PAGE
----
The Abbot fought this decision tooth and nail. By September, Hobbs had still not been moved, and at the Parental Forum held to discuss the ISI Supplementary Report, he explained all the reasons why he opposed the process. The reasons included concerns for Hobbs' welfare and the fact that he didn't have anywhere to put him. Hobbs was moved to a care home outside the diocese in March 2011.
At the same Parental Forum, the Abbot mentioned the other monk described in the ISI report who was on restrictions, but didn't name him. This was in fact Father Gregory Chillman, and he had resigned as a Trustee in March 2010 following allegations of abuse from a former pupil. Abbot Martin said that there was no need to remove Chillman because "almost all the restrictions had been lifted". He didn't say what restrictions remained, why the restrictions had been imposed or why they had been lifted. He also it seems did not trouble to inform the diocesan safeguarding team of Chillman's changed status.
Restrictions were re-imposed when an incident dating from 2004 concerning pupils at St. Augustine's Priory School came to light. This had previously been handled internally within the school and not been reported to Social Services at the time.
There are still very troubling discrepancies here. The Carlile Report states that these new allegations came to light in July 2010, and that restrictions were imposed, but based on his own account they had not been put in place by September at the time of the Parental Forum.
Paragraph 68 of the Carlile Report states the following.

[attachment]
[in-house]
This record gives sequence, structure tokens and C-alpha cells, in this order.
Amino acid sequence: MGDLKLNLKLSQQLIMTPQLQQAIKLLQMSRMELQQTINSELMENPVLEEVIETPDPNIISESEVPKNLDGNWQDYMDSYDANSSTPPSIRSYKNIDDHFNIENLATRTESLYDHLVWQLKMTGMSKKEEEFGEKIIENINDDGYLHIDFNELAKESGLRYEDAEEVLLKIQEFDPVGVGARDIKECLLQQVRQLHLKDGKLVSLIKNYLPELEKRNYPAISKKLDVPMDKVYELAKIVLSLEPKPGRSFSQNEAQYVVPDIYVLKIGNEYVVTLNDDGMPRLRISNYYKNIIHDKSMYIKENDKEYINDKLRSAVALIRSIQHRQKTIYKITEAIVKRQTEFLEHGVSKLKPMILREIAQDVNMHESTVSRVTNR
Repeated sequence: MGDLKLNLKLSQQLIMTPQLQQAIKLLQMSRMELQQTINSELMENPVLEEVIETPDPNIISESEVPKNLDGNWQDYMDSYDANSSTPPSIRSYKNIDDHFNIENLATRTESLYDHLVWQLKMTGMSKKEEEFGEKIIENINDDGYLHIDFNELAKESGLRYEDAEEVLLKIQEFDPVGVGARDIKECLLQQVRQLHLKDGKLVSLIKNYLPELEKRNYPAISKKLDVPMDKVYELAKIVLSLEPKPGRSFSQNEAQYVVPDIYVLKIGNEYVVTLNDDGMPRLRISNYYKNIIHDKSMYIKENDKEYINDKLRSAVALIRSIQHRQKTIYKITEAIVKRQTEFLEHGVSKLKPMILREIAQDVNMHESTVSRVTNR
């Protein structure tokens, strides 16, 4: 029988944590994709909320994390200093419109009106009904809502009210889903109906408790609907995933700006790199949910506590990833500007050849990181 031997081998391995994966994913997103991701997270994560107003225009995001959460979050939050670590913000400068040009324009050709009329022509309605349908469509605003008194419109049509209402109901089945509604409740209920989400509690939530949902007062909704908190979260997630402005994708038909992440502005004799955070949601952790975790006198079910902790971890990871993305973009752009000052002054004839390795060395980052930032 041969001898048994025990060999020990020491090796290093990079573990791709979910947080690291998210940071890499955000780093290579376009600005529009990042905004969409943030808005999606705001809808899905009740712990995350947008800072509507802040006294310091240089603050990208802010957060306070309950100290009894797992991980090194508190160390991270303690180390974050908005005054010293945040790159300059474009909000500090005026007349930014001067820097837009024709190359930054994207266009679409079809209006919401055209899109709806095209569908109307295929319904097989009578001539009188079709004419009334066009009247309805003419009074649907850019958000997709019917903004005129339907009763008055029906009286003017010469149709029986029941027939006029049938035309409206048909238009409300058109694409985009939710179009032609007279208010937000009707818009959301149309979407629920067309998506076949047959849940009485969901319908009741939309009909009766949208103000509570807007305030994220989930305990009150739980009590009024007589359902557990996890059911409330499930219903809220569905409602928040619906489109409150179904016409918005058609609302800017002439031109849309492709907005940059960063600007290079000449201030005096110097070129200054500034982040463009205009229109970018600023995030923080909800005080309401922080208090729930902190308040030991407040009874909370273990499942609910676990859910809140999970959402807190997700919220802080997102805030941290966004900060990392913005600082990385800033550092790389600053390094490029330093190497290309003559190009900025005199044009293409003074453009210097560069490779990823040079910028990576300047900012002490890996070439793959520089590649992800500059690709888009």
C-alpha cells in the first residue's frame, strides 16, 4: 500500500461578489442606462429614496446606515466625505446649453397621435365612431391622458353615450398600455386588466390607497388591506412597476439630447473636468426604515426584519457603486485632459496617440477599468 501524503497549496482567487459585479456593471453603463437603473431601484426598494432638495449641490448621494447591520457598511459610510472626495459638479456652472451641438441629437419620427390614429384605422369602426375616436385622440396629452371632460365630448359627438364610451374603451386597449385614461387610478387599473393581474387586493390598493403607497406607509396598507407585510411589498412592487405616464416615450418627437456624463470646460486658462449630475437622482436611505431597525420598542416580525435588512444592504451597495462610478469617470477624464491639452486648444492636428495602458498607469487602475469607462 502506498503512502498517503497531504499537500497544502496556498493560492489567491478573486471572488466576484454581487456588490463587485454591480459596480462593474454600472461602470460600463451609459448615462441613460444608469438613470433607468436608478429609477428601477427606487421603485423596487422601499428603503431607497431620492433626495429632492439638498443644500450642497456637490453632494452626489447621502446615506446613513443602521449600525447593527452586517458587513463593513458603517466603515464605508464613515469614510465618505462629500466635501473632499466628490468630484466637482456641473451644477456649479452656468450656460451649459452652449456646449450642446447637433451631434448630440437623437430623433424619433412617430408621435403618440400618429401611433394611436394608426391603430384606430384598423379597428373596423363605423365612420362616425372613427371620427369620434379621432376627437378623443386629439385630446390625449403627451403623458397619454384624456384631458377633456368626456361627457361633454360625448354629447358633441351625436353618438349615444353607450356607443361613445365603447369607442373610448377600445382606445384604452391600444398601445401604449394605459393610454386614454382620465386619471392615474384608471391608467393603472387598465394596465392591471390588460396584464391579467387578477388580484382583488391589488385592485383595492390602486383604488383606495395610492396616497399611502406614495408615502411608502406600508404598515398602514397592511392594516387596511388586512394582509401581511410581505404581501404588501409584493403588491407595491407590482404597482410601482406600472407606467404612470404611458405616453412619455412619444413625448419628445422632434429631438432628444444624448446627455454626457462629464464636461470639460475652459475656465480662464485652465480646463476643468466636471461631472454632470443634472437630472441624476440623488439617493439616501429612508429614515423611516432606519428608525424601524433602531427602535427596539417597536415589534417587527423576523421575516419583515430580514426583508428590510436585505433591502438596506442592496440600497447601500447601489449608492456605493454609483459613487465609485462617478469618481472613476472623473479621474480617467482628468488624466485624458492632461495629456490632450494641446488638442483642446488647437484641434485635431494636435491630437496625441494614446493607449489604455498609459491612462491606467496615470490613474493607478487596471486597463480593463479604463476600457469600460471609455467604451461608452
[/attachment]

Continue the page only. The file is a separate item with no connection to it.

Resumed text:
The Department for Education, to Ministerial level, has been following carefully the progress of the ISI inspections. I have reviewed the correspondence. The Minister of State for Schools in July 2010 sought reassurance that all the recommendations the ISI had made would be implemented promptly. This has been done. The Minister was particularly concerned about the arrangements whereby monks, after conviction or being placed on List 99, had continued to live at the Abbey, even under restrictions imposed by the Abbey in consultation with the Archdiocese of Westminster. These arrangements were described as ‘ineffective’ (and the practice no longer continues).There just one small problem with that last sentence. It isn't true. The Carlile Report itself states as the outcome to the 2004 incident "Deemed inappropriate behaviour: restrictions imposed". And at the time of writing, Father Gregory Chillman is still listed as one of the "Monks Resident at Ealing Abbey" on the Abbey website.
Are we expected to accept the Abbot's apology when he is continuing with the behaviour he has apologised for? In such circumstances, can his repentance be regarded as genuine? Or is he merely sorry that he has been found out?
Update: Pearce's last victim has sent me a message via a friend of his. He has asked me to add the following note to this article.
"I did not know that David Pearce was on restricted ministry, I only found this out while/during the moments when I brought it to the attention of the deputy head. I believe the court case, or whatever was said was misinterpreted, of what I actually meant, I could be very grateful if you could amend your blog post."
As this has come from the person concerned, I must of course accept this as his accurate account of events, and I'm happy to correct the record. My earlier statements were based on what I myself heard and made notes from the prosecution barrister's recitation of Pearce's crimes at his sentencing hearing.
In terms of what Abbot Martin should have done, my original point still stands, and if anything it is made stronger. Young people should not have been allowed inside the monastery at all, and the reasons for Pearce's restricted ministry should have been known more generally.